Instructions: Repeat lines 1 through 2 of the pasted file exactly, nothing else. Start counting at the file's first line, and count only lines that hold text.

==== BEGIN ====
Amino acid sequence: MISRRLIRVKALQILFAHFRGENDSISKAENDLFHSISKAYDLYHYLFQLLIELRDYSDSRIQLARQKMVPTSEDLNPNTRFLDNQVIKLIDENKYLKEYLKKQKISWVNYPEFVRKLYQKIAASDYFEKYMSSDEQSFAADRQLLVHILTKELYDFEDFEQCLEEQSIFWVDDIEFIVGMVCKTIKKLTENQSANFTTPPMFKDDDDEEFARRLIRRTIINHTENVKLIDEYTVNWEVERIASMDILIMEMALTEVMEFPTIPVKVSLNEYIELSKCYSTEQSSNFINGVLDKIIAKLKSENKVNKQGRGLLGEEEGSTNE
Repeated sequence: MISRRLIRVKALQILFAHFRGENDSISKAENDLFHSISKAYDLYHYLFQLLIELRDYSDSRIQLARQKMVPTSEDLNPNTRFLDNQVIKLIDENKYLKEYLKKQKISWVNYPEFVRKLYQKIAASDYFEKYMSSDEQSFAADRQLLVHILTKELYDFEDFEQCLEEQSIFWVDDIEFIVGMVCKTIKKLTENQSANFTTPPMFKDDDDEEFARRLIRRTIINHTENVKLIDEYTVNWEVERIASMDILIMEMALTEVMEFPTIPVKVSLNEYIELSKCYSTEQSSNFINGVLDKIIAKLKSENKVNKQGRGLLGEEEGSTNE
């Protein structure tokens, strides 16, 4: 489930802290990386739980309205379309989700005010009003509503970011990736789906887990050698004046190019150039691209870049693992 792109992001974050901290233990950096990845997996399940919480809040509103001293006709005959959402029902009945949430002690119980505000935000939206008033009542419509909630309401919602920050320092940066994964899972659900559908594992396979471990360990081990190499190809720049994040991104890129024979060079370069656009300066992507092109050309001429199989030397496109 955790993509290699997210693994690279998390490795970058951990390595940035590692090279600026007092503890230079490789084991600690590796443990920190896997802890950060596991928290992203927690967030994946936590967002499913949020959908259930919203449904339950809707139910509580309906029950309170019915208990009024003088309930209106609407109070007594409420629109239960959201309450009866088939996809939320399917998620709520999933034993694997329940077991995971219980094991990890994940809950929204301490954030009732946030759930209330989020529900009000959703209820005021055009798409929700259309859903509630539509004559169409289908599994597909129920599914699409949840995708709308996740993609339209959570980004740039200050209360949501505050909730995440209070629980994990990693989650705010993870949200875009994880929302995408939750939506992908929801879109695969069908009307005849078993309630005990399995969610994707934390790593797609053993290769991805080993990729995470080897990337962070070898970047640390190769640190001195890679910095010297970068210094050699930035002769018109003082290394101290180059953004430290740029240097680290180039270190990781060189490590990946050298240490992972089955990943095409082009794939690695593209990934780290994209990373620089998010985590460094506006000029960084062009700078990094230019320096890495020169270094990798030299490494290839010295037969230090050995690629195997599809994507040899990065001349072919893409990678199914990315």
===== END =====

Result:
Amino acid sequence: MISRRLIRVKALQILFAHFRGENDSISKAENDLFHSISKAYDLYHYLFQLLIELRDYSDSRIQLARQKMVPTSEDLNPNTRFLDNQVIKLIDENKYLKEYLKKQKISWVNYPEFVRKLYQKIAASDYFEKYMSSDEQSFAADRQLLVHILTKELYDFEDFEQCLEEQSIFWVDDIEFIVGMVCKTIKKLTENQSANFTTPPMFKDDDDEEFARRLIRRTIINHTENVKLIDEYTVNWEVERIASMDILIMEMALTEVMEFPTIPVKVSLNEYIELSKCYSTEQSSNFINGVLDKIIAKLKSENKVNKQGRGLLGEEEGSTNE
Repeated sequence: MISRRLIRVKALQILFAHFRGENDSISKAENDLFHSISKAYDLYHYLFQLLIELRDYSDSRIQLARQKMVPTSEDLNPNTRFLDNQVIKLIDENKYLKEYLKKQKISWVNYPEFVRKLYQKIAASDYFEKYMSSDEQSFAADRQLLVHILTKELYDFEDFEQCLEEQSIFWVDDIEFIVGMVCKTIKKLTENQSANFTTPPMFKDDDDEEFARRLIRRTIINHTENVKLIDEYTVNWEVERIASMDILIMEMALTEVMEFPTIPVKVSLNEYIELSKCYSTEQSSNFINGVLDKIIAKLKSENKVNKQGRGLLGEEEGSTNE